Indonesia said on Tuesday it would summon representatives of messaging services and search engines, including Alphabet’s Google, to demand they remove obscene content, a day after threatening to shut down WhatsApp Messenger.
The Internet is already partly censored in Indonesia, but the latest steps mark an escalation against a background of growing conservatism in the world’s most populous Muslim-majority nation.
“We will call all providers, including Google to clean up their network,” said Semuel Pangerapan, a director general at Indonesia’s communication and informatics ministry.
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The ministry vowed on Monday to block Facebook’s WhatsApp Messenger within 48 hours if the service did not ensure that obscene Graphics Interchange Format (GIF) images were removed.
“They have to follow the rules of the host,” Pangerapan said of WhatsApp Messenger, which is widely used in Indonesia – prolifically by some ministers and bureaucrats.
WhatsApp said on Monday that message encryption prevented it from monitoring the animated graphics files, known as GIFs, that are available on the app through third-party services.
It said it had asked the government instead to work with those providers, which integrate their technology into WhatsApp to allow users to enter keywords to search for GIFs.
Tenor, one of the third parties, said on Tuesday it had “already implemented a fix for the content issues”.
Users of Whatsapp Messenger on iPhones were unable to access Tenor GIFs on Tuesday.
The company “regularly” worked with “local entities to make sure our content reflects the cultural mores and legal requirements,” spokeswoman Jennifer Kutz said in a statement.
Giphy, a New York City GIFs company that also works with WhatsApp, did not respond to requests to comment. Giphy offers partners a feature to filter inappropriate images.
Indonesia’s warning did not appear to target Gboard, a keyboard app developed by Google that provides comparable GIF search results but must be installed separately from WhatsApp on most devices.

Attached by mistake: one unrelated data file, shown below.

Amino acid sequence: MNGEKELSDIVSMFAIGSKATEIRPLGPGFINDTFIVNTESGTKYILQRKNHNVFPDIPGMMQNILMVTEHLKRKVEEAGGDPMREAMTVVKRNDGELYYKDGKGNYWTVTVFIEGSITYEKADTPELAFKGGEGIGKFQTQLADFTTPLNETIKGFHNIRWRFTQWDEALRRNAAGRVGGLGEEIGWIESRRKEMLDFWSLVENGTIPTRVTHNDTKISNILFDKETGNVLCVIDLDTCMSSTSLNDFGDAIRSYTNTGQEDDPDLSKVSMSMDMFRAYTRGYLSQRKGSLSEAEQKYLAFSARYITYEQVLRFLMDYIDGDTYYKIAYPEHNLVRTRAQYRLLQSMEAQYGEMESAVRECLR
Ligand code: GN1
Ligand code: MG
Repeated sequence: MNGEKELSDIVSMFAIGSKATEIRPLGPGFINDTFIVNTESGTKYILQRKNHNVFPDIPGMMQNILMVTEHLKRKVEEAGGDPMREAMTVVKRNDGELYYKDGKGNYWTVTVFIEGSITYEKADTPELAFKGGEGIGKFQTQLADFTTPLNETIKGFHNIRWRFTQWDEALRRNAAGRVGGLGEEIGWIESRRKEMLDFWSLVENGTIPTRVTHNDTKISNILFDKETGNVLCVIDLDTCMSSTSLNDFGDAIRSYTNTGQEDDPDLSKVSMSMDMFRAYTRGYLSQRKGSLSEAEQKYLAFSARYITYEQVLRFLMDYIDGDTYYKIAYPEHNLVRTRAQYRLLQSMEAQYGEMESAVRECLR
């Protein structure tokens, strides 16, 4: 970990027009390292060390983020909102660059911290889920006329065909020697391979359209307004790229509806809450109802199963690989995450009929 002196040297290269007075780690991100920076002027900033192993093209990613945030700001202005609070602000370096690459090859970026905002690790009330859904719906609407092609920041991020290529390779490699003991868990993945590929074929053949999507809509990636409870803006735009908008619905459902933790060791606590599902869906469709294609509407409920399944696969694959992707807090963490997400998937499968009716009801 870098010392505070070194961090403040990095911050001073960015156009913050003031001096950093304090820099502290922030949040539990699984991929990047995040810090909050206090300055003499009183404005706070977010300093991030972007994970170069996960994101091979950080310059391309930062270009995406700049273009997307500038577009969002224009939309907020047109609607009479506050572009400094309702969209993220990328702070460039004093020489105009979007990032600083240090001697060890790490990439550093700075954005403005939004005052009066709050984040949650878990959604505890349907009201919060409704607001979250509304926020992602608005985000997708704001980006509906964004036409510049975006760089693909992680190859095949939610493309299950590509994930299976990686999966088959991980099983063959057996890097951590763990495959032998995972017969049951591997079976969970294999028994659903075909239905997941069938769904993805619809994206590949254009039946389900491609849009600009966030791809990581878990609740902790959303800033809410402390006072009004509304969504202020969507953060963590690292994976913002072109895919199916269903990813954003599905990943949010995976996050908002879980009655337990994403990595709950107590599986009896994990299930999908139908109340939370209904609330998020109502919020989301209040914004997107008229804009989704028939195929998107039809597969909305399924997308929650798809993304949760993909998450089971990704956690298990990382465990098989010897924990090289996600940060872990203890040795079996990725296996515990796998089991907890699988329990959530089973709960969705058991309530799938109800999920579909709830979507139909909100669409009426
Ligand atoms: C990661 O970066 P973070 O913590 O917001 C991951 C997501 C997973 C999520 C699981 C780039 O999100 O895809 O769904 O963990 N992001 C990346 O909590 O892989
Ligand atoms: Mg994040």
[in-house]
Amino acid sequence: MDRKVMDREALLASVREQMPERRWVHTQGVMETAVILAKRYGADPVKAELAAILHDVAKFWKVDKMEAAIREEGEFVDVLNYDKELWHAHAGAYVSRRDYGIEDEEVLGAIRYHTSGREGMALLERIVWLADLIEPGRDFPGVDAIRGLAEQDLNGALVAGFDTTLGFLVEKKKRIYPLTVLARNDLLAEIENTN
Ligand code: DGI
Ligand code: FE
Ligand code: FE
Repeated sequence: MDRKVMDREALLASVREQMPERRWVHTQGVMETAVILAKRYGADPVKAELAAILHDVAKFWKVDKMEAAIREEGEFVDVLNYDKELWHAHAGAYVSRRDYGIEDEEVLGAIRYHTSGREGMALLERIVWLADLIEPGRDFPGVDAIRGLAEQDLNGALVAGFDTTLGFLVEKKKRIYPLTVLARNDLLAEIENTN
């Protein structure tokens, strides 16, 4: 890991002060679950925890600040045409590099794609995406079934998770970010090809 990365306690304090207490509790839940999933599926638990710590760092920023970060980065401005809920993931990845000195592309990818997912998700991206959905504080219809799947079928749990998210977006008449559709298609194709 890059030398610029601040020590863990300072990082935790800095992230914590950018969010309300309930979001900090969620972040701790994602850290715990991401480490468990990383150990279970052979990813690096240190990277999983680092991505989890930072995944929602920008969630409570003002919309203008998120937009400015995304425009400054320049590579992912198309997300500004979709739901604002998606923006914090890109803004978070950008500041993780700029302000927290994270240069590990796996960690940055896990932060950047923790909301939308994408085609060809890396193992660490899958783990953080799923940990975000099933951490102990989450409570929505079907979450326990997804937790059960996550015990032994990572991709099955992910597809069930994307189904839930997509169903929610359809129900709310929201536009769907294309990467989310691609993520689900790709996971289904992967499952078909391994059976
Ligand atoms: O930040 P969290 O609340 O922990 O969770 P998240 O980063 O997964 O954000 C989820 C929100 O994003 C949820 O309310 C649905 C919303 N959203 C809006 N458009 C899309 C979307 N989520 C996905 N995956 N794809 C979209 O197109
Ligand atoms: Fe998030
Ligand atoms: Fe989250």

Indonesia blocks access to websites offering criticism of Islam, dating services and sex education, research published in May by Tor Project, a non-profit maker of Web browsing tools, showed.
Indonesia had 69 million monthly active Facebook users by the first quarter of 2014, ranking it fourth globally after the United States, India and Brazil, company data showed.
Some reaction on Indonesian social media to the threatened block was skeptical.
“While you’re at it, why don’t you block Twitter too, (and) if necessary all browsers in the Playstore, because it’s way easier to search for porn there than on WhatsApp,” wrote one Twitter user, with the handle @jnessy.
The country’s regulators have reached settlements with several technology companies after threatening to shut them down. In August, Indonesia announced it would block Giphy’s website for showing gambling-related ads. Access was soon restored after it agreed to cooperate with regulators.
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Bans were similarly rescinded in recent years on social media websites, such as Vimeo and Tumblr, and the chat app Telegram, which regulators had said was “full of radicals and terrorist propaganda.”